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Effect of Lactobacillis plantarum strain on growth of infant mice during chronic undernutrition"
A recent study conducted by Schwarzer et al. investigated how microbiota
composition affects systemic growth in mice. Postnatal growth in mice is
largely regulated by the somatotropic axis. The release of growth hormone
(GH) from this axis initiates the release of Insulin Growth Factor-1,
which allows for organ and systemic growth from the liver, but mice
become resistant to GH in states of undernutrition.
With this in mind, their starting experiment analyzed how germ-free mice post-weaning have lower weights and lengths than their wild-type counterparts though both cohorts ate similar amounts of food. This led them to hypothesize that gut microbiota were key to optimal weight gain and somatic tissue growth around weaning. They also analyzed the effects of monocolonization of two Lactobacillis plantarum strains, LpWJL and LpNIZO2887, in germ free mice on their growth and length and saw recovered weight and body length both when the mice were on either a depleted diet or a breeding diet. The positive effects of LpWJL were more pronounced than LpNIZO2887, and LpWJL colonization in undernourished mice was even able to bring GH and IGF-1levels to the same level seen in wild-type mice.
This paper demonstrates that the growth hormone-resistance phenotype seen in undernourished young germ-free mice may be changed to a wild-type phenotype with the introduction of Lactobacillis plantarum, a wild-type microbe. Since this microbe changes the liver's sensitivity to GH, the mice are able to process IGF-1 which allows them to grow in a way more similar to the wild-type mice under depleted diet conditions. If this bacteria or another with similar effects impacts humans in a similar way, this paper presents some unique insights to how we can improve undernutrition interventions.
This paper is well-written and presents and convincing argument about the potential role select microbes could have in combating the negative side effects of malnutrition. Their figures were well thought out and clear, and I appreciated the author's insights and interpretation of the data. I am excited about the implications that this paper may have on global health if similar phenomena are seen in humans.
following figures come from "Lactobacillis plantarum strain maintains
growth of infant mice during chronic undernutrition" by Schwarzer
et al., 2016.
shows the differential weights and body lengths of germ-free and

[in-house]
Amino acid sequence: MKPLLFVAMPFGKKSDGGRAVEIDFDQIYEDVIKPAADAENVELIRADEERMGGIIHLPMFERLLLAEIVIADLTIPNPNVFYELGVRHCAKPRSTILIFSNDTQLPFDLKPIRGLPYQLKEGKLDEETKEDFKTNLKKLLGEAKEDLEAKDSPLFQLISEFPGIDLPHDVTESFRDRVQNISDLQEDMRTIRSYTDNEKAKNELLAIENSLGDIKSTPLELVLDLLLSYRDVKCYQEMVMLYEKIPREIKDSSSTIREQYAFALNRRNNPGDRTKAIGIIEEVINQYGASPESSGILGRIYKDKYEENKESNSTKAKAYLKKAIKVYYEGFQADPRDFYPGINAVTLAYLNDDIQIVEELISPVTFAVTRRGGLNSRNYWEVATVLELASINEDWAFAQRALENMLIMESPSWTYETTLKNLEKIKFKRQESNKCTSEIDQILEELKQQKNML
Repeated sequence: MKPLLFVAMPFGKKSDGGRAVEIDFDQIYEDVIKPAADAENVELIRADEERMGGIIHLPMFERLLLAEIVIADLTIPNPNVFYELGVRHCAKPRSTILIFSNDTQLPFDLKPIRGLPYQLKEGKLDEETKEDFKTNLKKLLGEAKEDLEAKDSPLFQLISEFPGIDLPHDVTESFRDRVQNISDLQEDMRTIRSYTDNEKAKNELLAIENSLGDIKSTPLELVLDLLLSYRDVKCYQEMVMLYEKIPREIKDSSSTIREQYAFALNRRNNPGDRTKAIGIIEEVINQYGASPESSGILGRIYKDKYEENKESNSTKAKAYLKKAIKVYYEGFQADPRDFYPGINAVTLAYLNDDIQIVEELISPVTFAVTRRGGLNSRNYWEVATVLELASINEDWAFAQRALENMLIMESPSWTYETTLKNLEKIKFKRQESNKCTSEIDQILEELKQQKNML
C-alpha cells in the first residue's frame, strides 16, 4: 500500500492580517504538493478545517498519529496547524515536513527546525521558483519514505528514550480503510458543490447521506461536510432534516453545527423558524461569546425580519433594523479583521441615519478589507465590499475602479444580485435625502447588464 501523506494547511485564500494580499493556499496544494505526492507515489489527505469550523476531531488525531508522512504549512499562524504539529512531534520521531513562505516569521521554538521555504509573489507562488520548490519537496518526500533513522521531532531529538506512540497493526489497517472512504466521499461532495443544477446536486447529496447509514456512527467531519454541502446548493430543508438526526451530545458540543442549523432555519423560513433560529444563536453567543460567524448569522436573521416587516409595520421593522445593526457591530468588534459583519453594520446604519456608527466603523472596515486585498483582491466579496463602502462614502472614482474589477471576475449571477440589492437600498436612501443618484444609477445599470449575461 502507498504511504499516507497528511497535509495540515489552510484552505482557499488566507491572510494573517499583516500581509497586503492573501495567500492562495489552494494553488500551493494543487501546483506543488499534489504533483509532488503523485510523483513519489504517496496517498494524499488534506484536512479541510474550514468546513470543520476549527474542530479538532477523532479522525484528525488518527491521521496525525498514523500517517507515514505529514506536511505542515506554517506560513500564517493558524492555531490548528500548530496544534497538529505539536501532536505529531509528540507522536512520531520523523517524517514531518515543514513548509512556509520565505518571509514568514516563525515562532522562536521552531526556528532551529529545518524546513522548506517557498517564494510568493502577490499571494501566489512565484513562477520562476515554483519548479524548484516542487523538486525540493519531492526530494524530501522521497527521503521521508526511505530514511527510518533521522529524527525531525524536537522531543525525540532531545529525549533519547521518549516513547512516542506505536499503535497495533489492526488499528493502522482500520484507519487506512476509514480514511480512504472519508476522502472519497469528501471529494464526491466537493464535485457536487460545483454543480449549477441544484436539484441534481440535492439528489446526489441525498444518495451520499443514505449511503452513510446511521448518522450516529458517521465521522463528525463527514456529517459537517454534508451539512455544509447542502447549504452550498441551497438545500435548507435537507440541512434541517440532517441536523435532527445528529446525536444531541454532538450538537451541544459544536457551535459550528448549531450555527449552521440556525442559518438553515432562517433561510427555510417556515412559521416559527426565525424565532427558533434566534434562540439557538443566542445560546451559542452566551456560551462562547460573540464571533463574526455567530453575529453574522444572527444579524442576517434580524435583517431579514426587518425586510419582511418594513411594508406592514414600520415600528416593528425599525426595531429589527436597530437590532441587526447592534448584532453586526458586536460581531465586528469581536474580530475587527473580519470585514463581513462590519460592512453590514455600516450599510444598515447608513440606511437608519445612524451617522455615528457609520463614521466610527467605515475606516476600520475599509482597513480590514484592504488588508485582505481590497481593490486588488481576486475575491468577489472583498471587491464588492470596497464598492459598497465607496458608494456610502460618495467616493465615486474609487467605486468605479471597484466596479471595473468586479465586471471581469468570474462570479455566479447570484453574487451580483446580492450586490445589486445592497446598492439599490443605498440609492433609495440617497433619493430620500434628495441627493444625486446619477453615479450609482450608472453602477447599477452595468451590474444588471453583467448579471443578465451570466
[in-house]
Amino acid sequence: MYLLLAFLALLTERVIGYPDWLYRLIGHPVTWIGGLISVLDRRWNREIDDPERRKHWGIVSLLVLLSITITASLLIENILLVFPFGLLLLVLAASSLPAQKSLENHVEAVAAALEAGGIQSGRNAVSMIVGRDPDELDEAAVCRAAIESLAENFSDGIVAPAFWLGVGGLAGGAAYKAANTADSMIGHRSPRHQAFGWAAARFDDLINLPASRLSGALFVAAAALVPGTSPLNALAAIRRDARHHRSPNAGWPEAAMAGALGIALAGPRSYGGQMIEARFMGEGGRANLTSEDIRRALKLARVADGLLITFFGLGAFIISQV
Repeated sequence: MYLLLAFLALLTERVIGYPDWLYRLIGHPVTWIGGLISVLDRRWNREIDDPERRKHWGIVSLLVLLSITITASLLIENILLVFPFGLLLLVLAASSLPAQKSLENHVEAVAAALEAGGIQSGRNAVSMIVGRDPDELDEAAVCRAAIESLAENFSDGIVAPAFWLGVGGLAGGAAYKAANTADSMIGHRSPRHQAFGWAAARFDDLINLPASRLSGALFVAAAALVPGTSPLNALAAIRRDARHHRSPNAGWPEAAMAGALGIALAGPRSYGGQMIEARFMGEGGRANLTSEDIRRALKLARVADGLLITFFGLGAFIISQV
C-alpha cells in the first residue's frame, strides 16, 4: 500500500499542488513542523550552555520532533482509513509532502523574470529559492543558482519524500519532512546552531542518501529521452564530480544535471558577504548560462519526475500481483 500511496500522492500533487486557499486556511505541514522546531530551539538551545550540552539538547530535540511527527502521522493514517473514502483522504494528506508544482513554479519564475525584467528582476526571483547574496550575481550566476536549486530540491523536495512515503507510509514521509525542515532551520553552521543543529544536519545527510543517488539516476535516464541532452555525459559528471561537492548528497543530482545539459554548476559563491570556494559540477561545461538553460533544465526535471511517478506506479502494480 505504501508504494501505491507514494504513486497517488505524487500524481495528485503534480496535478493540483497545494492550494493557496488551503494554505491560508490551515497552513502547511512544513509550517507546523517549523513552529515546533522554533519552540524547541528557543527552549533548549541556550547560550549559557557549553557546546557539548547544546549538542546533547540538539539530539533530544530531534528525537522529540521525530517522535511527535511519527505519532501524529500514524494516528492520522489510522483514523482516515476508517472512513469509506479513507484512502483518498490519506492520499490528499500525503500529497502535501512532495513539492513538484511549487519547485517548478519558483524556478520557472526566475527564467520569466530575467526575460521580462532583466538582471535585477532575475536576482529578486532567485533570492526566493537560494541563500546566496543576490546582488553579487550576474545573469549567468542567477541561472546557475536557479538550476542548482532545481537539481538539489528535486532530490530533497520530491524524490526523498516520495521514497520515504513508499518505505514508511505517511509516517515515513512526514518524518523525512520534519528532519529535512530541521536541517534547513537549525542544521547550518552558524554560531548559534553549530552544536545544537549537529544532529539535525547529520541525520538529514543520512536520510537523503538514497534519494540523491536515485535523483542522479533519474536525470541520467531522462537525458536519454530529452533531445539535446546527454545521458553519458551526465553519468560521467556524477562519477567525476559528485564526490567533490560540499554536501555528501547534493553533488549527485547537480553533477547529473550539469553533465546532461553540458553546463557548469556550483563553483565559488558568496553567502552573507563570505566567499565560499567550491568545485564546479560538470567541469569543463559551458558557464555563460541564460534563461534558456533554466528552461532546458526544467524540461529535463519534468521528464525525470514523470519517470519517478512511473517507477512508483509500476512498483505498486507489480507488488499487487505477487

wild-type mice post-weaning. Though the germ-free and wild-type mice had
similar eating patterns, the wild-type mice had significantly higher
weights, growth rates, and body lengths. Additionally, the differences
in weights did not come from differential adipose tissue amounts, but
from differential organ and systemic growth between the two groups. Since
germ-free mice do not have the microbes necessary to facilitate IGF-1
production and activity, they do not grow and develop at the same rates
of wild-type mice. This is evidenced in 1E and F, which show the physical
differences between the femurs of wild-type and germ-free mice.
provides evidence suggesting that IGF-1 in germ-free mice is not produced
at the same levels as in wild-type mice even though both groups produce
comparable amounts of GH. This is because the germ-free mice are resistant
to GH and are unable to produce proper amounts of IGF-1 for optimal development.
Furthermore, there was reduced
levels of the IGF-1 receptor, IGFBP-3, and expression of Igf1
and Igfbp3 in the liver.
Figure 3 shows
that, while the introduction to germ-free mice of both of the Lactobacillis
plantarum strains affects the weight and body length of mice
positively, the introduction of the strain LpWJL fully or almost
fully recovers the wild type phenotypes no matter if the mice are put in
depleted or breeding diets. As seen in both 3A and 3B, germ-free mice
that are exposed to LpWJL gain
weight and body length in ways similar to wild-type mice.
Figures 4A-D show that germ-free mice under starving conditions that are given LpWJL have GH and IGF-1 levels similar to wild-type mice. 4A provides further support that microbiota provide the means to process GH and make IGF-1 correctly because, with the introduction of LpWJL, GH levels return to that of wild-type mice. 4D and E show that PPP, an inhibitor of the IGF
Schwarzer, M., Makki, K., Storelli, G., Machuca-Gayet, I., Srutkova, D., Hermanova, P., Martino, M.E., Balmand, S., Hudcovic, T., Heddi, A., et al. (2016). Lactobacillus plantarum strain maintains growth of infant mice during chronic undernutrition. Science 351, 854–857.
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